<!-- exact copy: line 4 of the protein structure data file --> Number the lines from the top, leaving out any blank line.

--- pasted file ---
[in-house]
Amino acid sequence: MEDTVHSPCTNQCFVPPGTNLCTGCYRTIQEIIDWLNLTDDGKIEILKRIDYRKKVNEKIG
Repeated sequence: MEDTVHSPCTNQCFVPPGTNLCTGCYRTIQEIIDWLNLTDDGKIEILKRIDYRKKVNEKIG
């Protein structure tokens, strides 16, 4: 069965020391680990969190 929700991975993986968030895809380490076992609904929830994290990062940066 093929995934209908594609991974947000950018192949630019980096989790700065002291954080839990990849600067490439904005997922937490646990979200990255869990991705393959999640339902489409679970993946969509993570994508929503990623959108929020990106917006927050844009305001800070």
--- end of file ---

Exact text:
């Protein structure tokens, strides 16, 4: 069965020391680990969190 929700991975993986968030895809380490076992609904929830994290990062940066 093929995934209908594609991974947000950018192949630019980096989790700065002291954080839990990849600067490439904005997922937490646990979200990255869990991705393959999640339902489409679970993946969509993570994508929503990623959108929020990106917006927050844009305001800070």